- 13. Botstein D, Risch N (2003) Discovering genotypes underlying human phenotypes: past successes for Mendelian disease, future approaches for complex disease. Nat Genet 33: Suppl228–237.
- 14. Oppong-Konadu E, Adu-Dapaah H (1998) The role of genetic diversity in sustainable agriculture. Ghana J Agric Sci 31: 231–240.
- 15. Cox CM, Garrett KA, Bowden RL, Fritz AK, Dendy SP, et al. (2004) Cultivar mixtures for the simultaneous management of multiple diseases: tan spot and leaf rust of wheat. Phytopathology 94: 961–969.
- 16. Zerbino DR, Birney E (2008) Velvet: algorithms for de novo short read assembly using de Bruijn graphs. Genome Res 18: 821–829.
- 17. Paterson AH, Bowers JE, Bruggmann R, Dubchak I, Grimwood J, et al. (2009) The Sorghum bicolor genome and the diversification of grasses. Nature 457: 551–556.
- 18. Quevillon E, Silventoinen V, Pillai S, Harte N, Mulder N, et al. (2005) InterProScan: protein domains identifier. Nucleic Acids Res 33: W116–120.
- 19. Kudtarkar P, Deluca TF, Fusaro VA, Tonellato PJ, Wall DP (2010) Cost-effective cloud computing: a case study using the comparative genomics tool, roundup. Evol Bioinform Online 6: 197–203.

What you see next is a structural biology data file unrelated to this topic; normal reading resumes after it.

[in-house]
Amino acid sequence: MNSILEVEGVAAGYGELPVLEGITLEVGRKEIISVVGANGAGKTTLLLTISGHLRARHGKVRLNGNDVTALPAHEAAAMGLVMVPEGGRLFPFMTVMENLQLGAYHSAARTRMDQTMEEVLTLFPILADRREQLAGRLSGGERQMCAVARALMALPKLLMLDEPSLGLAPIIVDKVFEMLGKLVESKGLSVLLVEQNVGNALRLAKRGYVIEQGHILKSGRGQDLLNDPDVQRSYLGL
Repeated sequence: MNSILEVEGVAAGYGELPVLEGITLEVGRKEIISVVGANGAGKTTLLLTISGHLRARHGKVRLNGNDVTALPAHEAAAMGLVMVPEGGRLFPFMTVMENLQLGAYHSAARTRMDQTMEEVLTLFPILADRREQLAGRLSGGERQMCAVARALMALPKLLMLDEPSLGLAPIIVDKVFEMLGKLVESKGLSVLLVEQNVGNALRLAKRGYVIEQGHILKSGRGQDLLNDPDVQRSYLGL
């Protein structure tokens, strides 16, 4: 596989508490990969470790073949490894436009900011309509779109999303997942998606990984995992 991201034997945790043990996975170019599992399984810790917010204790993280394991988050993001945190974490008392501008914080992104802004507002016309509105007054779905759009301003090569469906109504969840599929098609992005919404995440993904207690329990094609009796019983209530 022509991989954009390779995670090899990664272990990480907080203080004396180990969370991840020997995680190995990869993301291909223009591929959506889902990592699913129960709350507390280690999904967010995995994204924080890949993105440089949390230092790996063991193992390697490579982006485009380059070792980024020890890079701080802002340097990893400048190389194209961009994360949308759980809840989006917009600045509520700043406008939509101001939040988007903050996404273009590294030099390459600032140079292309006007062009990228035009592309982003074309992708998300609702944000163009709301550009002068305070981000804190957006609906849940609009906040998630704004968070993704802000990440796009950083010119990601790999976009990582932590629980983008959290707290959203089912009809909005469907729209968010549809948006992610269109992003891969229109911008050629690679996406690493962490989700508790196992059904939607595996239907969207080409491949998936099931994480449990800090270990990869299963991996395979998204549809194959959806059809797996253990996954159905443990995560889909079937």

- 20. Stein LD (2010) The case for cloud computing in genome informatics. Genome Biol 11: 207.
- 21. Swarbreck D, Wilks C, Lamesch P, Berardini TZ, Garcia-Hernandez M, et al. (2008) The Arabidopsis Information Resource (TAIR): gene structure and function annotation. Nucleic Acids Res 36: D1009–1014.
- 22. Jaiswal P, Ware D, Ni J, Chang K, Zhao W, et al. (2002) Gramene: development and integration of trait and gene ontologies for rice. Comp Funct Genomics 3: 132–136.
- 23. Li H, Ruan J, Durbin R (2008) Mapping short DNA sequencing reads and calling variants using mapping quality scores. Genome Res 18: 1851–1858.
- 24. Tamura K, Dudley J, Nei M, Kumar S (2007) MEGA4: Molecular Evolutionary Genetics Analysis (MEGA) software version 4.0. Mol Biol Evol 24: 1596–1599.
- 25. Langmead B, Trapnell C, Pop M, Salzberg SL (2009) Ultrafast and memory efficient alignment of short DNA sequences to the human genome. Genome Biol 10: R25.
- 26. Gene Ontology Consortium (2010) The Gene Ontology in 2010: extensions and refinements. Nucleic Acids Res 38: D331–D335.
- 27. Hill DP, Smith B, McAndrews-Hill MS, Blake JA (2008) Gene Ontology annotations: what they mean and where they come from. BMC Bioinformatics 9: Suppl 5: S2.